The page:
The owner, coach and quarterback of the Patriots have all shown quiet allegiance to Trump. It should leave sports fans in the liberal state of Massachusetts feeling conflicted, but winning is a powerful salve
Fans of American football long ago solved the conundrum of whether you can love the art and disapprove of the artist (Meryl Streeps admonition that the sport is not an art notwithstanding): its rosters, past and present, are filled with men accused (and even convicted) of animal abuse, child abuse, domestic violence and sexual assault, and few fans withdraw their allegiance to a team over the conduct of a few players.
So liberal fans of the Massachusetts-based New England Patriots, who play in the Super Bowl this weekend, can and will almost assuredly find it within themselves to overlook the friendships coach Bill Belichick, quarterback Tom Brady and owner Robert Kraft have with President Donald Trump, whose approval rating is only 28% among registered voters in the state.
Of course, Massachusetts is hardly a true-blue state: its current governor is a Republican and, with the eight-year exception of Deval Patrick, a Republican has held the seat since 1991. It even, albeit briefly, elected Republican Scott Brown the one-time nude model who apparently thinks Massachusetts and New Hampshire are interchangeable, even to Massachusetts voters to the so-called Kennedy senate seat in 2010.
Browns brief turn as the junior senator from Massachusetts, though, owes more than a little something to the states sports culture: he was running against then-state attorney general Martha Coakley, who first called Red Sox hero Curt Schilling (who helped break the Babe Ruth World Series drought in 2004 and helped the team to another win in 2007) a Yankees fan there are few greater insults in the state and then defended her campaign tactics by deriding the idea that she ought to be standing outside Fenway Park? In the cold? Shaking hands?
Coakley lost, and, in her 2012 match-up with Brown, current senator Elizabeth Warren was forced to pass the Red Sox test.
So while some voters are undoubtedly wringing their hands about having to root for the hometown heroes who rooted for Trump, the vast majority of Patriots fans who have already swallowed the dual humiliations of Spygate and Deflategate and care primarily about winning are hardly going to root for the Atlanta Falcons or turn off the television on what is normally the most-watched day of the year.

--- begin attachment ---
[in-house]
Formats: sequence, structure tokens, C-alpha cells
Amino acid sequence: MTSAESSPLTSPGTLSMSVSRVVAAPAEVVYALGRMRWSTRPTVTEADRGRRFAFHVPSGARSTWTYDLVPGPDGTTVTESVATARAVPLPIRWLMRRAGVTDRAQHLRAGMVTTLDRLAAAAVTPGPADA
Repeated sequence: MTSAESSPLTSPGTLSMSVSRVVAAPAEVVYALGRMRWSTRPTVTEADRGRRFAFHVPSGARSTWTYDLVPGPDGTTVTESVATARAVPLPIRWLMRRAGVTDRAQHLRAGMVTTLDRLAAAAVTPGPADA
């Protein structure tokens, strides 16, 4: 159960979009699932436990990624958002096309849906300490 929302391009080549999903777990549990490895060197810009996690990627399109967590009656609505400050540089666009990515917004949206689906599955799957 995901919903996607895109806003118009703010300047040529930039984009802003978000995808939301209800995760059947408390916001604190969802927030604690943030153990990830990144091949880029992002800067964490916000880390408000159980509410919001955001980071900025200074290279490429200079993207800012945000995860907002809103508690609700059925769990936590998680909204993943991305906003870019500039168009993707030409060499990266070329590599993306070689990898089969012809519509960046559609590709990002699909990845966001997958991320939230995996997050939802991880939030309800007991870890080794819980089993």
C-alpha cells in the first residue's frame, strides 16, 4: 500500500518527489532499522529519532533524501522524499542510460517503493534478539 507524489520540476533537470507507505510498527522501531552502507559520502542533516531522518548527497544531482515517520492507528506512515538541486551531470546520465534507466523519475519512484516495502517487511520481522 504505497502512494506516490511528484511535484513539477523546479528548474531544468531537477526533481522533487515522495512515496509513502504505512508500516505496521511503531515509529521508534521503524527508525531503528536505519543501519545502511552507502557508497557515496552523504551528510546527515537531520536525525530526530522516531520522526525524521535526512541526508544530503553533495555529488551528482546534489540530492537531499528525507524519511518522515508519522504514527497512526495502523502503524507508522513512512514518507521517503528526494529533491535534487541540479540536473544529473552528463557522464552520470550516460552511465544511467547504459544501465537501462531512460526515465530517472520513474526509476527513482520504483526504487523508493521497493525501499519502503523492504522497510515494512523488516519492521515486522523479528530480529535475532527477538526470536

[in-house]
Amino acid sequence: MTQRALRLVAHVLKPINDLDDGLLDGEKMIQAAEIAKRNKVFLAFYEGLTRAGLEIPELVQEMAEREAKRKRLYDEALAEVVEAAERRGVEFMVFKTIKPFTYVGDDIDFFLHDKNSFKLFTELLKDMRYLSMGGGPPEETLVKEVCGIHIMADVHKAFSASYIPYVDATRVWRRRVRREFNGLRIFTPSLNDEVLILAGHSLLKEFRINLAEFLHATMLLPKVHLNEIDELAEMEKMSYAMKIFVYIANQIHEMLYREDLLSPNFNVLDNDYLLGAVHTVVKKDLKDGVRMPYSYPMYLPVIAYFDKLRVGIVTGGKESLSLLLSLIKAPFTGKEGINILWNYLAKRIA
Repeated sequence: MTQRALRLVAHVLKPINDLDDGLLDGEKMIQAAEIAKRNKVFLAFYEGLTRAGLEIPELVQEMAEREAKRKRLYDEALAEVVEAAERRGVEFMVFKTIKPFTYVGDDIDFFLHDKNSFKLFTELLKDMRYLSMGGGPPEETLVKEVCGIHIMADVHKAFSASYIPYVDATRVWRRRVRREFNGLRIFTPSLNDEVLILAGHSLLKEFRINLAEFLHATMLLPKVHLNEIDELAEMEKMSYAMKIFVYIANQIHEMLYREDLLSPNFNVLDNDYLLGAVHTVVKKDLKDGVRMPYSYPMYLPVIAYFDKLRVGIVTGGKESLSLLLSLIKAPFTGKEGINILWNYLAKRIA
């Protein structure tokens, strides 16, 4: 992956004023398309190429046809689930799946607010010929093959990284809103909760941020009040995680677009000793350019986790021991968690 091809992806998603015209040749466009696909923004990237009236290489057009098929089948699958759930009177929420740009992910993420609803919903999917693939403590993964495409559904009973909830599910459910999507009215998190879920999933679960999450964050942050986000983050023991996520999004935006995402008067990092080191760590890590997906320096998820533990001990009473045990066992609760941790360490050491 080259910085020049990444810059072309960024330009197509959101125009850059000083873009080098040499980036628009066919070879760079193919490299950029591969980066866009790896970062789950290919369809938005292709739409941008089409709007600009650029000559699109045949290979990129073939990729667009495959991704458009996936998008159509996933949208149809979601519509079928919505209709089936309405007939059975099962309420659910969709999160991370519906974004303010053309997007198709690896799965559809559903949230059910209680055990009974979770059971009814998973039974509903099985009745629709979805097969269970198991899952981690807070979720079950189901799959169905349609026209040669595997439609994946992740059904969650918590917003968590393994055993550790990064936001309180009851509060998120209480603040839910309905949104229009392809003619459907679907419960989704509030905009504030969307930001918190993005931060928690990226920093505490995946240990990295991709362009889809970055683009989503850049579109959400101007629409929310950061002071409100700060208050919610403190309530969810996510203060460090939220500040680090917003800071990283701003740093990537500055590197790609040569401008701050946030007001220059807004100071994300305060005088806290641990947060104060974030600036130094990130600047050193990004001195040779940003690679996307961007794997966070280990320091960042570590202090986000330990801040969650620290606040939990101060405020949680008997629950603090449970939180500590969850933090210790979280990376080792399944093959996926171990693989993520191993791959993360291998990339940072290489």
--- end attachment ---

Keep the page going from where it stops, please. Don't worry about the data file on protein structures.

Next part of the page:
(Outside the state, which voted heavily in favor of Hillary Clinton last November, the vast majority of people rooting for the Patriots on Sunday voted for Jill Stein or Gary Johnson, which suggests theres a sort of iconic stoner chic aspect to out-of-state fandom that the team has yet to tap.)
And in the noughties, its hard to remember the tough years of Massachusetts sports fandom in the 20th century: the Patriots, like the Red Sox, werent exactly the winningest team in the league. The team didnt even get to the Super Bowl from their founding in 1960 until 1986; they didnt go again until 1997; and they didnt win until their third appearance in 2002. The post-Babe Ruth Sox, by comparison, made it to the World Series in 1946, 1967, 1975 and 1986, but lost every time until they made it back in 2004.
Theres nothing like a little taste of victory to make a championship-starved sports fan stop caring about the niceties like playing by the rules or management helping elect a president you hate with every fiber of your being.
Sure, Tom Brady perhaps wants to Make America Great Again and play with a slightly less-than-fully-inflated football. Sure, Bill Belichick perhaps supports both illegally spying on other teams and a president who thinks we should illegally torturing detainees abroad. Sure, Bob Kraft perhaps supports a little stretching of the rules and of Americas military might in wars not supported by the United Nations. Look, some times you need to break some eggs to make an omelette, and some times you have to support some bad hombres if you want to celebrate another Super Bowl title like you did something to achieve it.
Besides, no one wants to be the Cleveland Browns.